For people, who already before the pandemic, suffered from a mental illness, how has this fatigue affected them? What consequences has it had on them?
In addition to young people, people with previous illnesses, both for medical and mental health reasons, have been more affected. Along with a greater vulnerability to complications in case of infection, this population has often been deprived of the medical follow-up, treatments or tests required for their disease due to the collapse of the health system.
In the hospital context, we have initially witnessed a reduction in visits to psychiatric emergencies and hospitalizations during the pandemic due to confinement. Currently, the figures for the demand for care in psychiatry and mental health are increasing and I believe that it is not only due to fatigue, but also because care was stopped (or it was done in a precarious way) to these patients during 2020.
There is no doubt that we are vulnerable to pandemic fatigue due to psychological causes, but it can also be dealt with, what activities or practices would you recommend for it?
As we have said, pandemic fatigue is a form of prolonged stress and to combat it, healthy practices are recommended, starting with reducing exposure to negative news that does not contribute anything and increases fear in the population. It is essential to seek hygienic measures, follow reasonable hours that ensure sufficient hours of sleep at night, eat a healthy diet, moderate exercise and achieve a friendly environment.
It is important to have and practice hobbies that allow you to “disconnect” from worries, foster relationships and allow spaces for relaxation and stress reduction through relaxation, yoga, meditation, mindfulness or other techniques.
In this sense, when would it be recommended that a person with this condition visit an emotional health professional?
In certain cases the symptoms of stress can be more intense and appear insomnia, tension, anxiety, phobias, obsessions or even symptoms of depression (sadness, low self-esteem, pessimistic ideas, loss of appetite …). If the symptoms clearly interfere with day-to-day life, they indicate that it is necessary to seek the help of a specialist.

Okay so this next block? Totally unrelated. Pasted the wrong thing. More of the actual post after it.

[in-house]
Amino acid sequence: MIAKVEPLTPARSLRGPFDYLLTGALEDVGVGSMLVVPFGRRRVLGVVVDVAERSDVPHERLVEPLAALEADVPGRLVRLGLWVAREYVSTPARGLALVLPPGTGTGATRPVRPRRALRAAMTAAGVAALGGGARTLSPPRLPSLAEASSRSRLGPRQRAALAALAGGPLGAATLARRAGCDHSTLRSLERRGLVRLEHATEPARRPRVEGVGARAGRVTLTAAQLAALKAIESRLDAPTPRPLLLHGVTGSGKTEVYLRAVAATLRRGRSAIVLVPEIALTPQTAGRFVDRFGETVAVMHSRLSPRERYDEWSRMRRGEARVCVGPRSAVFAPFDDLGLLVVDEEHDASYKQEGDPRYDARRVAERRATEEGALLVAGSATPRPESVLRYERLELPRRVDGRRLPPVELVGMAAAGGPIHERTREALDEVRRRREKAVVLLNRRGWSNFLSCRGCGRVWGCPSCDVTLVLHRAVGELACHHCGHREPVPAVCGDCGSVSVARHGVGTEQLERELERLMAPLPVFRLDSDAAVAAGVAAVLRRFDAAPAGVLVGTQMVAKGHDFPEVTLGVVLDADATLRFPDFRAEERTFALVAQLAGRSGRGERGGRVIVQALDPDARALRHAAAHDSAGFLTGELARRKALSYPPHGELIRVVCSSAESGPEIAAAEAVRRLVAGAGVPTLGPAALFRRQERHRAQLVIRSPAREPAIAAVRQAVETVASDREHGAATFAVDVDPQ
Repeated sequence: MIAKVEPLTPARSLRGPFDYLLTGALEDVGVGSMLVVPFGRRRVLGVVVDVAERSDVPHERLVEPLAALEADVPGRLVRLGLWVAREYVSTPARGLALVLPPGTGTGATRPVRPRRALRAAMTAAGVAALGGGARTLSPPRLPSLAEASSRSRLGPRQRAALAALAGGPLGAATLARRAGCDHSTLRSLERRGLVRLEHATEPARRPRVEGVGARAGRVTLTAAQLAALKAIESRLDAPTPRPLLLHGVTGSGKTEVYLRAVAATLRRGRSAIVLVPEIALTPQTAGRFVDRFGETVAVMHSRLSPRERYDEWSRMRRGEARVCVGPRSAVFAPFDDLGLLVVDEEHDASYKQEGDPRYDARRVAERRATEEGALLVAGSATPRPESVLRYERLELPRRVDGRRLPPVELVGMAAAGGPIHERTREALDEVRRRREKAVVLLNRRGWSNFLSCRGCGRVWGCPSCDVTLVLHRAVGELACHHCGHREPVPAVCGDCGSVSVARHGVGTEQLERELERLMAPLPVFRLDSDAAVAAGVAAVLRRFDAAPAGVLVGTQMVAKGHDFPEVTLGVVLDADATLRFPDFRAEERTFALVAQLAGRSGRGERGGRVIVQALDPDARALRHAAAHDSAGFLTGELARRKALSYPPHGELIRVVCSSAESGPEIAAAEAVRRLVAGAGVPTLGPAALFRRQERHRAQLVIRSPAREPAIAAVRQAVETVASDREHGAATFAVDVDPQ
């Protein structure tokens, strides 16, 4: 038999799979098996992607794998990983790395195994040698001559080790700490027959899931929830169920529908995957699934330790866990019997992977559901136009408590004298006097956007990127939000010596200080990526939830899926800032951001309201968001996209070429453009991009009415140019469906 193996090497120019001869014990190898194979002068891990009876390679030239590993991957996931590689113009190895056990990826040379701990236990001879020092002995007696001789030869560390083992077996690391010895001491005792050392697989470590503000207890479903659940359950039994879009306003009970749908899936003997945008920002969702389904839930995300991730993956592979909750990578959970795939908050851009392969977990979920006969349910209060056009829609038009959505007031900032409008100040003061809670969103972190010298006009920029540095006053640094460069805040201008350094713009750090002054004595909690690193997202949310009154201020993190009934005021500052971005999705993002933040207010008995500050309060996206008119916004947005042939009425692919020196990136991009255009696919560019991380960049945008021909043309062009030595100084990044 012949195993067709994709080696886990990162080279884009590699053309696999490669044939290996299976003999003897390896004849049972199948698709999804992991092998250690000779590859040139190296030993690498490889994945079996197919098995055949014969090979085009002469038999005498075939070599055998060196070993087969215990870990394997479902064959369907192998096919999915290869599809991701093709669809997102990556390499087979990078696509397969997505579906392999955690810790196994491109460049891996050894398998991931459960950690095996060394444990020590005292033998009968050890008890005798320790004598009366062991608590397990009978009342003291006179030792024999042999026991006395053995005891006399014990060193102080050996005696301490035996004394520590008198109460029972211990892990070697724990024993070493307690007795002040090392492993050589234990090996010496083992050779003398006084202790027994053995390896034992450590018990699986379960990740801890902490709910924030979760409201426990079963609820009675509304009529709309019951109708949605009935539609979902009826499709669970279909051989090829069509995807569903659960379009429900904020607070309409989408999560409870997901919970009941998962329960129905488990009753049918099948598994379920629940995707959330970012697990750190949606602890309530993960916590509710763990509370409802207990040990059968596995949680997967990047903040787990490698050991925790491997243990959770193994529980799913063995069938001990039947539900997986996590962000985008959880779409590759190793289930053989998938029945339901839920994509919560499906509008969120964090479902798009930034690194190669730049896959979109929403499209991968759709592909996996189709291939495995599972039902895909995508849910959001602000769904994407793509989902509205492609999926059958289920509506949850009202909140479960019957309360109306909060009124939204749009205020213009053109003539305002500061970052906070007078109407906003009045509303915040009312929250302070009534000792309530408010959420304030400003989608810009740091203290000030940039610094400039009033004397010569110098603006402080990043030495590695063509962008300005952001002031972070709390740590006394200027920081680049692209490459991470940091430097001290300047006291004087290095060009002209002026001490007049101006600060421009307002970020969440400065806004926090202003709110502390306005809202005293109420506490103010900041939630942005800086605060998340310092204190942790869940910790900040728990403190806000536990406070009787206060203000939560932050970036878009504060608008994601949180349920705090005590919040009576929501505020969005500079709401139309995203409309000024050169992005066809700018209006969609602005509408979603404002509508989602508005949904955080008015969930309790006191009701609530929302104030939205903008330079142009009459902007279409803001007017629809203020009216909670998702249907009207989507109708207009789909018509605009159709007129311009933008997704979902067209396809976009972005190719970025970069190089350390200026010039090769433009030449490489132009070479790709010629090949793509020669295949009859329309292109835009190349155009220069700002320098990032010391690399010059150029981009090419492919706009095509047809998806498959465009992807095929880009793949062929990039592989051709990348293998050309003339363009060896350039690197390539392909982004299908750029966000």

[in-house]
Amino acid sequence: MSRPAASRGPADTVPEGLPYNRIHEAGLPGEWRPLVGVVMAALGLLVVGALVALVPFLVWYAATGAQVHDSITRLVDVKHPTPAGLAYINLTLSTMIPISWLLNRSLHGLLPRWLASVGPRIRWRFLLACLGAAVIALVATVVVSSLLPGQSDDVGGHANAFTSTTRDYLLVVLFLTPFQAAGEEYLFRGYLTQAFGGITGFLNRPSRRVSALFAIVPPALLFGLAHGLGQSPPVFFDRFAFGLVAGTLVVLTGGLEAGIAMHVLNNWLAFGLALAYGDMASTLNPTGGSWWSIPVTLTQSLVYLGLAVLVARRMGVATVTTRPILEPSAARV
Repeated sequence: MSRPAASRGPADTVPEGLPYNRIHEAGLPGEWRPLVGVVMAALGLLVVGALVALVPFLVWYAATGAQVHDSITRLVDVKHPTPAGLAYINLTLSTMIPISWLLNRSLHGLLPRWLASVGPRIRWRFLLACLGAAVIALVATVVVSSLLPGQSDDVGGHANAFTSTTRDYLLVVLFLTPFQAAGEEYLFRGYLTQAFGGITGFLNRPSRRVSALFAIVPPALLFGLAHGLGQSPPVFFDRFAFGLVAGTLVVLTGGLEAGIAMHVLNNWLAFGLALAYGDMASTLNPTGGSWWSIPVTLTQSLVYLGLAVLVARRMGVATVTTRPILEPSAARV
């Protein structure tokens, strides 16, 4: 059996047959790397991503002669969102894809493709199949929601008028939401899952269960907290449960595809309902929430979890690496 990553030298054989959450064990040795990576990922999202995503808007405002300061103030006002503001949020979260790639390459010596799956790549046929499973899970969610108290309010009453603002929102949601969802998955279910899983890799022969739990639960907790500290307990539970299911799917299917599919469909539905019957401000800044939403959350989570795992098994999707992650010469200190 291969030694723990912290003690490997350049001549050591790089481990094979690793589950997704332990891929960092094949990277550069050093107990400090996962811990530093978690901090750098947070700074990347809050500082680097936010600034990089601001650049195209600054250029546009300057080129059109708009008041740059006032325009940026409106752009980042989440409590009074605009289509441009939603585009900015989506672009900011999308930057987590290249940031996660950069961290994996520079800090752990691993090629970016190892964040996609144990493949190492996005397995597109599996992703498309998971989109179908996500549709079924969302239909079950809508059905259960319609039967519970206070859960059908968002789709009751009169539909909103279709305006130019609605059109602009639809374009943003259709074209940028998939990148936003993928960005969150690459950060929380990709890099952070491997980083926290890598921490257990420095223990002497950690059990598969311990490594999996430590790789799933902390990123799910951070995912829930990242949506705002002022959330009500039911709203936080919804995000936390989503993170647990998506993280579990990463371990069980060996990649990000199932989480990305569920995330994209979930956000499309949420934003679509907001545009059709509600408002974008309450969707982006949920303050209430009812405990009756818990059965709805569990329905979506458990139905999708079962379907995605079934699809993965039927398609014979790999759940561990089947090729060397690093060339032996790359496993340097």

The new coronavirus has caused an increase in the use of technologies, how has telemedicine impacted the care of psychiatric patients?
It is considered something positive that has resulted from the pandemic. As in other resources, it is important to establish the bases and indications of telemedicine. The confinement and the absence of services available in the vicinity has caused many people and professionals to have used telemedicine intensively, in my case especially in the teleconsultation modality.
I consider it very useful in psychiatry and psychology, since it allows access to specialists quickly, avoiding the barriers that face-to-face visits entail. In my case, I have been able to connect and visit people with mental health problems from different regions of Spain who did not have the option of going to their reference professionals, and I believe that we have helped many by reviewing the treatment guidelines, giving continuity to the prescriptions o solving anxiety and depression problems related to pandemic fatigue
Do you think telemedicine is here to stay?
Yes, of course, but there is still a way to expand access to telemedicine to older people or people who do not have the knowledge or the means to connect to the internet or mobile.
José Cañete’s Online Agenda at WeDoctor
Hello! I am Dr. José Cañete, clinical psychiatrist and director of the Mental Health Area of the Consorci Sanitari del Maresme and Mataró Hospital. I specialize in caring for patients with problems of anxiety, depression, bipolar disorders, addictions and other pathologies. Do you want a consultation? I’m in We Doctor! I will be happy to assist you through a video consultation or in writing.